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Fiscal Cliff Talks Make (Slow) Progress

Boehner Offers Proposal

Written by Swagato Chakravorty
Posted December 18, 2012 at 5:29PM

As the fiscal cliff looms closer, don’t hold your breath for a deal—progress, if any, is slow. But at this point, any progress is better than nothing at all.

In the latest episode, House Speaker Boehner has proposed $1 trillion through higher tax revenue over the next decade, achieved in part by an increase in the top tax rate for people earning in excess of $1 million per year, US News reports.

Boehner would also agree to an extension of the government’s borrowing limit, allowing one year before the government would need to address the issue again.

In exchange, the President needs to agree to $1 trillion in cuts, mostly from programs such as Medicare. Further, Social Security adjustments for inflation would need to be more modest.

Boehner’s offer would bring in $450 billion by increasing the top tax rate on $1 million-plus earners, $70 billion over ten years through slowed inflation adjustment, and the rest through tightening up the tax code.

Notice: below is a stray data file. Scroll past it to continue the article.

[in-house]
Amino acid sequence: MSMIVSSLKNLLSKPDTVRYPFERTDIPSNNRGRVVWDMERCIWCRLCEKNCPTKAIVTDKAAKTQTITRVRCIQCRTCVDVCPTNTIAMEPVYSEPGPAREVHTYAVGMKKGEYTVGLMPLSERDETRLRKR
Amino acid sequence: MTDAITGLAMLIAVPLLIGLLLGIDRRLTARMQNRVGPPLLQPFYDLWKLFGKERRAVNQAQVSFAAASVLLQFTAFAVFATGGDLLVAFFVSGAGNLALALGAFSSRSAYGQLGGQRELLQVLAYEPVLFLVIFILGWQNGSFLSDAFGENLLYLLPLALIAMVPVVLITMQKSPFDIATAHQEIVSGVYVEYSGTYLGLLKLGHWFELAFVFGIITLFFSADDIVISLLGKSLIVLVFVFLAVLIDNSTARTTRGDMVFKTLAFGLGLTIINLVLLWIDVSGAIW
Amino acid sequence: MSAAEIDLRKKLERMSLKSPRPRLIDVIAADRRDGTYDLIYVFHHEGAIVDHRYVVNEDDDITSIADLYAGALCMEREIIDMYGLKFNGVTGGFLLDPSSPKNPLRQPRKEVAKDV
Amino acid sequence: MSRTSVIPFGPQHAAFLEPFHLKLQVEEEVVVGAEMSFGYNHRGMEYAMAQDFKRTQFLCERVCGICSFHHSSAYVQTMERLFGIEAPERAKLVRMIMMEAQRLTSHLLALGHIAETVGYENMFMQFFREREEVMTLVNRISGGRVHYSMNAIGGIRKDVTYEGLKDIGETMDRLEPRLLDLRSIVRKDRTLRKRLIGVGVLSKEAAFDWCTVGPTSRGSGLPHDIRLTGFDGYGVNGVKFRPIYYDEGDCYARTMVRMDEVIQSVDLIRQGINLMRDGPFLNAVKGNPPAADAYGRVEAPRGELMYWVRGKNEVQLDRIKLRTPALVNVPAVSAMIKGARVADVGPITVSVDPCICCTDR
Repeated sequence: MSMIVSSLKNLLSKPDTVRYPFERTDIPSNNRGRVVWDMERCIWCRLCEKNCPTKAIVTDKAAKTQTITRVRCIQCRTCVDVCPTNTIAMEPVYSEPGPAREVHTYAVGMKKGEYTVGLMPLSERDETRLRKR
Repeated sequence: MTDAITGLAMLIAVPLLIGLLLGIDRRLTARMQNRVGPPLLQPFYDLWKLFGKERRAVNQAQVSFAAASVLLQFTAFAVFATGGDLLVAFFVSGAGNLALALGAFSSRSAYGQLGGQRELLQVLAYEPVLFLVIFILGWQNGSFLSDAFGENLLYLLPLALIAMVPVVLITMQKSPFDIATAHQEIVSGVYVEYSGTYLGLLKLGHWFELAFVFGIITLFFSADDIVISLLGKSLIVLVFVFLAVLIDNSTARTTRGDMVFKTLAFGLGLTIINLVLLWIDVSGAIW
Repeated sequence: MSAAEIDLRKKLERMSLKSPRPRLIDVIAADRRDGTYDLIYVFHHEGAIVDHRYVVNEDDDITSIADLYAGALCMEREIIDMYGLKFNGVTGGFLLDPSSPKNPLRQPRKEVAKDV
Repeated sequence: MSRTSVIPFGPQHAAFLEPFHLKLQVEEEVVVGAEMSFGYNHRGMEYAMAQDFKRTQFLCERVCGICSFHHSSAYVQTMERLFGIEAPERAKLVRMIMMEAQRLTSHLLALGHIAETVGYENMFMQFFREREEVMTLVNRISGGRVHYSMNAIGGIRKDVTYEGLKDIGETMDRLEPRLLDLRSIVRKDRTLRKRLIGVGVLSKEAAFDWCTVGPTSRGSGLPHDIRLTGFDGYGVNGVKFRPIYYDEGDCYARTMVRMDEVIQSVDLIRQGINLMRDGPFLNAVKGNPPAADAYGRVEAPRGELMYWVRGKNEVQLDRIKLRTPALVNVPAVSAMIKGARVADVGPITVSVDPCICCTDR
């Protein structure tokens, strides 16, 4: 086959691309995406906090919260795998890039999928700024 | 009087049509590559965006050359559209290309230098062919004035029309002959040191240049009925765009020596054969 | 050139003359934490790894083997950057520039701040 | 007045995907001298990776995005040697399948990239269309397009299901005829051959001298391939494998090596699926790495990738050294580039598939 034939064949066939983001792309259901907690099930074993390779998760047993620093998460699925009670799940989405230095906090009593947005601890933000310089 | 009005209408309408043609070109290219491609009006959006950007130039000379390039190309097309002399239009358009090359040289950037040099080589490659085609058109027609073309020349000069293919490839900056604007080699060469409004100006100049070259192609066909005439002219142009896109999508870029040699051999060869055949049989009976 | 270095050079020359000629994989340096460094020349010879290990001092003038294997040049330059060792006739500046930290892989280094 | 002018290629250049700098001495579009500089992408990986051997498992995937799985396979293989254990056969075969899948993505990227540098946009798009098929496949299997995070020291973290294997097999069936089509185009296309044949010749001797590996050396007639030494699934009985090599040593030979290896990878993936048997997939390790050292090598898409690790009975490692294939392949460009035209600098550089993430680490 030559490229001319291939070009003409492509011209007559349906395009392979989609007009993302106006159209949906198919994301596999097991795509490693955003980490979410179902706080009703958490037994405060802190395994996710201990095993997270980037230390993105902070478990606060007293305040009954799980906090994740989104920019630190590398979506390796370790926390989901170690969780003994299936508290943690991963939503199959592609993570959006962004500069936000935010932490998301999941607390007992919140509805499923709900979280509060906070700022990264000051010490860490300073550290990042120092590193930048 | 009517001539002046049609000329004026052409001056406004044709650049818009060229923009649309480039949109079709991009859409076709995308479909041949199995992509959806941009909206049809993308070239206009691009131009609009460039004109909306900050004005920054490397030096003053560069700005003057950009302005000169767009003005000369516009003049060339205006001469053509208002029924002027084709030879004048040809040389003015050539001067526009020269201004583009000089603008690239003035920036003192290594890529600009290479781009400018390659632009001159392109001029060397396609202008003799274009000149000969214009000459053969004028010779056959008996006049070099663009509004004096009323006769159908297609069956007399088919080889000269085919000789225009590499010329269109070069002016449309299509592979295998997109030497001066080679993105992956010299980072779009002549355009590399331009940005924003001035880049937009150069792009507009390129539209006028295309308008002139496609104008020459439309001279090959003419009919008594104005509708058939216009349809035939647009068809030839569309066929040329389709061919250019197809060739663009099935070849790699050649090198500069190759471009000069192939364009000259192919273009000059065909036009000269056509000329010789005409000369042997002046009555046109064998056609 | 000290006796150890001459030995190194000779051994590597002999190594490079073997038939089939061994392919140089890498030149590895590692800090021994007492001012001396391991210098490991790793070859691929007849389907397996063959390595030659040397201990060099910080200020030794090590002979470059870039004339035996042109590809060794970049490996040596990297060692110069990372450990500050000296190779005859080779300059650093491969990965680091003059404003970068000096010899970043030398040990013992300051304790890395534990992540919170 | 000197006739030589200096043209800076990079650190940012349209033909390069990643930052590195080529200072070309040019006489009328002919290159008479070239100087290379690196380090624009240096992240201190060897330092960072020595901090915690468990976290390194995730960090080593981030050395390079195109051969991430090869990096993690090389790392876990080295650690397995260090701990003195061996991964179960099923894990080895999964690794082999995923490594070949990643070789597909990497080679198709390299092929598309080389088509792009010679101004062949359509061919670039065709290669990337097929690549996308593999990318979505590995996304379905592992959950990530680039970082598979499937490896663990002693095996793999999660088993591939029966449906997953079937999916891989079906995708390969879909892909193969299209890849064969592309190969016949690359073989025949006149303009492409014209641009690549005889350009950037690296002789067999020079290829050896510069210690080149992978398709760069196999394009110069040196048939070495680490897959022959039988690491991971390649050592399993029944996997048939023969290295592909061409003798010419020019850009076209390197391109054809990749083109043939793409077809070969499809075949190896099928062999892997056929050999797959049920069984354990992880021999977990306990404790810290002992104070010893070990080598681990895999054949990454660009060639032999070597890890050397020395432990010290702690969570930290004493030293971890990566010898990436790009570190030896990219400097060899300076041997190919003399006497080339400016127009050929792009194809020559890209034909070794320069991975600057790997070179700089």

At any rate, it’s better than seeing tax rates go up across the board in January, along with $109 billion in spending cuts all over the place. The economy is simply too fragile to survive that kind of a shock, and many believe a second recession or even full-scale economic collapse would be inevitable.

Of course, it remains to be seen whether an ideologically-fractured Congress can get its act together long enough to consider the proposal sensibly.

President Obama has proposed tax rate increases on households making more than $250,000 per year, which could bring in $800 billion over the next ten years when combined with revenues from an increased tax rate on investment income could.

Despite Boehner’s newly-conciliatory proposal, he’s still up against Norquistian fanatics.

The President, for his part, has proposed $600 billion in spending reductions over ten years, of which $350 billion comes from federal healthcare programs and another $250 billion from various domestic programs.

It’s a closely-fought game, and there isn’t a great deal of time remaining until matters will have to come to a head.

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